Tag Archives: Commercial Fisheries Entry Commission

Cook Inlet setnet buyback program gains support

Cook Inlet fishermen are again pushing for a bill that would authorize a commercial set gillnet permit buyback, but with the budget battles ongoing, it may not advance this year. Senate Bill 90 is the latest version of the plan to set up a buyback program for setnet permits on Cook Inlet’s east side. About 440 permits exist on the east side, targeting primarily sockeye salmon with secondary catches of king salmon headed for the Kasilof and Kenai rivers. The bill, sponsored by Sen. Peter Micciche, R-Soldotna, aims to permanently remove up to 200 permits and their shore leases from the fishery. The fishermen have been debating a way to reduce the fleet for about four years,,, >click to read<21:23

Southeast purse seiners to hold another permit buyback vote

Southeast Alaska purse seine fishermen are preparing to vote on another permit buyback, with an eye toward making the fishery more viable in an era of more efficient vessels and smaller salmon runs. The National Marine Fisheries Service is scheduled to send out ballots to fishermen starting Jan. 15 asking whether the fleet should take on $10.1 million in federal loans to buy out 36 permits, removing them from the fishery forever. If successful, the move would reduce the number of permits in the fishery to 279, down about 100 permits since 2012. >click to read<14:35

Fighting the tide

After three years of work, a University of Alaska Fairbanks study of the state’s commercial fishing industry has reached one conclusion nobody in the 49th state wants to talk about and another that not even the authors of the report seem willing to confront. The first conclusion is barely disguised in the report: “Since limited entry programs were implemented in state commercial fisheries, permit holdings by rural residents local to their fisheries have declined by 30 percent. Some regions like Bristol Bay have lost over 50 percent of their local rural permits.” A systemic fail? click here to read the story 17:11

Commissioner, 3 employees are leaving embattled Alaska fishing agency

One of the two leaders of an embattled Alaska commercial fishing agency is leaving his job, he said this week. Ben Brown, a commissioner at the Commercial Fisheries Entry Commission, said in an email that he’s resigning to take a job at a Juneau arts organization. His departure comes within the same month as three other commission employees’, according to a former colleague. Brown and Bruce Twomley, CFEC’s other commissioner, have both earned more than $130,000 a year to supervise the fishing agency even though their most essential work — limiting access to fisheries and ruling on permit applications — has slowed dramatically. click here to read the story 08:58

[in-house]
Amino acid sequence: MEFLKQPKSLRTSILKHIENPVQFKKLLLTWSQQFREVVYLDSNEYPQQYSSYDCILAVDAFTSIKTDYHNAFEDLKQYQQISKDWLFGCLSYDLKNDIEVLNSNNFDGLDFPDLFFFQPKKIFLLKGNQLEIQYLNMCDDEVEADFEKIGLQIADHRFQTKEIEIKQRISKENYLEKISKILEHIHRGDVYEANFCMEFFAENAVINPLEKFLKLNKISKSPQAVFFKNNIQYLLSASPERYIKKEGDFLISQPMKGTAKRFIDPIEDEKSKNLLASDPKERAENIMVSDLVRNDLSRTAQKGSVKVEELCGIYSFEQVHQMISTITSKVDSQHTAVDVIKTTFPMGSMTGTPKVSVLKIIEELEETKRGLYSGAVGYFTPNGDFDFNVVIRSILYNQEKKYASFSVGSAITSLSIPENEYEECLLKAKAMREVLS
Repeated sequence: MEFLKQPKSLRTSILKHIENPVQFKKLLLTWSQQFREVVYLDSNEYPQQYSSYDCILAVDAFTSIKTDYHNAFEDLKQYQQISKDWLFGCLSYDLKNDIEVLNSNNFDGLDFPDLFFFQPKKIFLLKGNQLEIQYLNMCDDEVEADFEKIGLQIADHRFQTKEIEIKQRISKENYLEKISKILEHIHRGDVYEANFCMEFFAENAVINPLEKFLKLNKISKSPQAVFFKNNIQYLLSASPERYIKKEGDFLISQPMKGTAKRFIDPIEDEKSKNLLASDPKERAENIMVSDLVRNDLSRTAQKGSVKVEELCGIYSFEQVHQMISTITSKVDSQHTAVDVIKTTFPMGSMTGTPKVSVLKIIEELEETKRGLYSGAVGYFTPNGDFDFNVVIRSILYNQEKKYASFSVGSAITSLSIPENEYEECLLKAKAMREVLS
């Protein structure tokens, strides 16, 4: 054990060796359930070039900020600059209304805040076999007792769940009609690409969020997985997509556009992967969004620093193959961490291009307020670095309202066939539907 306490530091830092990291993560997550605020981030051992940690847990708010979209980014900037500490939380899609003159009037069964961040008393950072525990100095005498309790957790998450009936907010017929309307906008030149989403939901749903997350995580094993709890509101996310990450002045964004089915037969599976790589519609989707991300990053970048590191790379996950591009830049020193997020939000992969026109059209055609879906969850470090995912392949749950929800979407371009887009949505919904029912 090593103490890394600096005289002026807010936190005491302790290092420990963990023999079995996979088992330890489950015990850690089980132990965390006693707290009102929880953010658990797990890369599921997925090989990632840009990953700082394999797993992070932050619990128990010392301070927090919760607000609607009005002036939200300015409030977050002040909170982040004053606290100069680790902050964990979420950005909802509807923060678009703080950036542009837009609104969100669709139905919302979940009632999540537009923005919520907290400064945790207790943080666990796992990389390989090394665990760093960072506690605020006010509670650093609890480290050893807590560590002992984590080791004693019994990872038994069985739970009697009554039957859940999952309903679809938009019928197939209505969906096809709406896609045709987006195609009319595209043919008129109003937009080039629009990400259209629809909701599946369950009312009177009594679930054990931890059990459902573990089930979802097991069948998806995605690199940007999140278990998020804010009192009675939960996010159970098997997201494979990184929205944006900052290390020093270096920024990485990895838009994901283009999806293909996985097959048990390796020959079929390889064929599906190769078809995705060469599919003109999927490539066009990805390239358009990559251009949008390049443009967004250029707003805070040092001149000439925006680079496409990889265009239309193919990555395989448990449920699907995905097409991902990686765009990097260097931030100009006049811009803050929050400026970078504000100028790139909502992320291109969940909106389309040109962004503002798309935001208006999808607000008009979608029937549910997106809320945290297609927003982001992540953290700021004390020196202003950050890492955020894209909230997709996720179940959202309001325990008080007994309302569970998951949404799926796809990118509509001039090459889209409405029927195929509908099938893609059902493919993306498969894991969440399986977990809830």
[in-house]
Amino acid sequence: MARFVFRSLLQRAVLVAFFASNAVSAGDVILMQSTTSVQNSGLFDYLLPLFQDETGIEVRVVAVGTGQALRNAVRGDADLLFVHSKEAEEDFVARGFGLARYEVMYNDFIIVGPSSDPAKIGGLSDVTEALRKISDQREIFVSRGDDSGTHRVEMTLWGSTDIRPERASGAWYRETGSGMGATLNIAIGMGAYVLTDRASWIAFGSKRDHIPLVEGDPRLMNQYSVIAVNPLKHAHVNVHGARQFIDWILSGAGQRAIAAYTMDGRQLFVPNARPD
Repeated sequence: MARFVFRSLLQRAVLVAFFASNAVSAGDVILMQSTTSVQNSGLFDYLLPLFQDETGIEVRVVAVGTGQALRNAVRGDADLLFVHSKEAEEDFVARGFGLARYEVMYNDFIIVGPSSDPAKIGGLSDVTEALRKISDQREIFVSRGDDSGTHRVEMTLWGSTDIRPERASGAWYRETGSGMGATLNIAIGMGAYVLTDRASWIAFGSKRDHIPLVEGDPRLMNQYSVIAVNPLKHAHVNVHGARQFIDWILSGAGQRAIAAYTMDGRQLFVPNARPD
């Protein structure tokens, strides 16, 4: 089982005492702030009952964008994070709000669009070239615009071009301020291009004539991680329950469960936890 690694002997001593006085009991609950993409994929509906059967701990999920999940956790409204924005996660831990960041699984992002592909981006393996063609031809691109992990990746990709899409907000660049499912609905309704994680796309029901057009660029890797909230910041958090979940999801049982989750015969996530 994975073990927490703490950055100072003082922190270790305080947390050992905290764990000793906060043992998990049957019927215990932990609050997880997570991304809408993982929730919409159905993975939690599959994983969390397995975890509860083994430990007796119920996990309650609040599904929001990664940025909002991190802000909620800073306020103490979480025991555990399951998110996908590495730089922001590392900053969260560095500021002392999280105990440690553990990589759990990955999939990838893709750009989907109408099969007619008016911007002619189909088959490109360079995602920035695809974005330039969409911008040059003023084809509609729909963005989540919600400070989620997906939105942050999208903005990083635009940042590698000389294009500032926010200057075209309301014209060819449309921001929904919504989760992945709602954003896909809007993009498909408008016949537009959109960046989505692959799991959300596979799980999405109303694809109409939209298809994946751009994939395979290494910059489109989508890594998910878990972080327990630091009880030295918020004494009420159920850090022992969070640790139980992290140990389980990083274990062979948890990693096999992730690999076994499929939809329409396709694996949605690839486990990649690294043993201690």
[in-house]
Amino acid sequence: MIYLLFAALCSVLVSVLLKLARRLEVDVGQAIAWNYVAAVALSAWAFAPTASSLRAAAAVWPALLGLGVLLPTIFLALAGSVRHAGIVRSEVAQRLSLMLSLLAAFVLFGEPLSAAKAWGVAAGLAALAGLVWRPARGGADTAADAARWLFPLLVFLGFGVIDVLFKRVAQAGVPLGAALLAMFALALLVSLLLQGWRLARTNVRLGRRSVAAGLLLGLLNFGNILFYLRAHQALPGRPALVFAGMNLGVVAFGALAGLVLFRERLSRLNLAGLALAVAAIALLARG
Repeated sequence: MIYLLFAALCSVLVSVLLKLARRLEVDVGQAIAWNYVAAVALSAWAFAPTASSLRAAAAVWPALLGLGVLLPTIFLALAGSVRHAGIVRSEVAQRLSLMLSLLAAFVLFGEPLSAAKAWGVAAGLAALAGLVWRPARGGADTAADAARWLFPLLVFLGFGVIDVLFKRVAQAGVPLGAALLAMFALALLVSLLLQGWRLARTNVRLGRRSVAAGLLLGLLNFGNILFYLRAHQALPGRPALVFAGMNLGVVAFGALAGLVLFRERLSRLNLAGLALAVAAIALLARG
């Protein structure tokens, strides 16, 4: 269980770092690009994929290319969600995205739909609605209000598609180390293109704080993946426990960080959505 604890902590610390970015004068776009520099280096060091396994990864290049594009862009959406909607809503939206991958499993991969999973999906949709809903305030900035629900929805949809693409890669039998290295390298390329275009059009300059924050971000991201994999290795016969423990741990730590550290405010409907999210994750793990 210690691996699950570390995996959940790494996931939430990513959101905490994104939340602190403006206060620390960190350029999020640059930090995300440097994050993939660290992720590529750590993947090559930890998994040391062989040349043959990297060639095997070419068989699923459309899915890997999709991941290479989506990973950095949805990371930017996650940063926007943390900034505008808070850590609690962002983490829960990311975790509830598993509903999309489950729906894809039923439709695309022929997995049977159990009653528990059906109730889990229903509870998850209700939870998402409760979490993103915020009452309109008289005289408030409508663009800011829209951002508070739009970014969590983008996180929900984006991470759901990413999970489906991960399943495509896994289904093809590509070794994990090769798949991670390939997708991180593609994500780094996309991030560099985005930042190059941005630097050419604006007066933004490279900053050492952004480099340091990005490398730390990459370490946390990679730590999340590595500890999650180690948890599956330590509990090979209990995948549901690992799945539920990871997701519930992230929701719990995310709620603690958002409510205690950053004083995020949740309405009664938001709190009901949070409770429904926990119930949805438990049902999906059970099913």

An Alaska fishing commission has worked itself out of a job. But its commissioners still make more than $130,000 a year

The two political appointees, Ben Brown and Bruce Twomley, are being paid even though they’ve all but stopped doing the Commercial Fisheries Entry Commission’s most essential work: They haven’t limited access to a fishery since 2004, and they’ve resolved no more than three permit applications in each of the past five years, down from the dozens that were once processed annually. The commission was created in the 1970s in an experiment at “limited entry”: capping the number of commercial fishermen in state fisheries as a means of conservation. The commission decided which fisheries to limit, then reviewed applications from fishermen and ruled on who would get to keep fishing and who would lose access — a right that had been enshrined in the Alaska Constitution until voters approved a limited entry amendment. The permits issued to the remaining fisherman essentially gave them exclusive rights to what had been a public resource — fish in the sea. Later, with a push from U.S. Sen. Ted Stevens, the federal government began a similar process in waters outside the state’s 3-mile limit. click here to read the story 08:19

By executive order, Gov. Walker merges Commercial Fisheries Entry Commission with Alaska F&G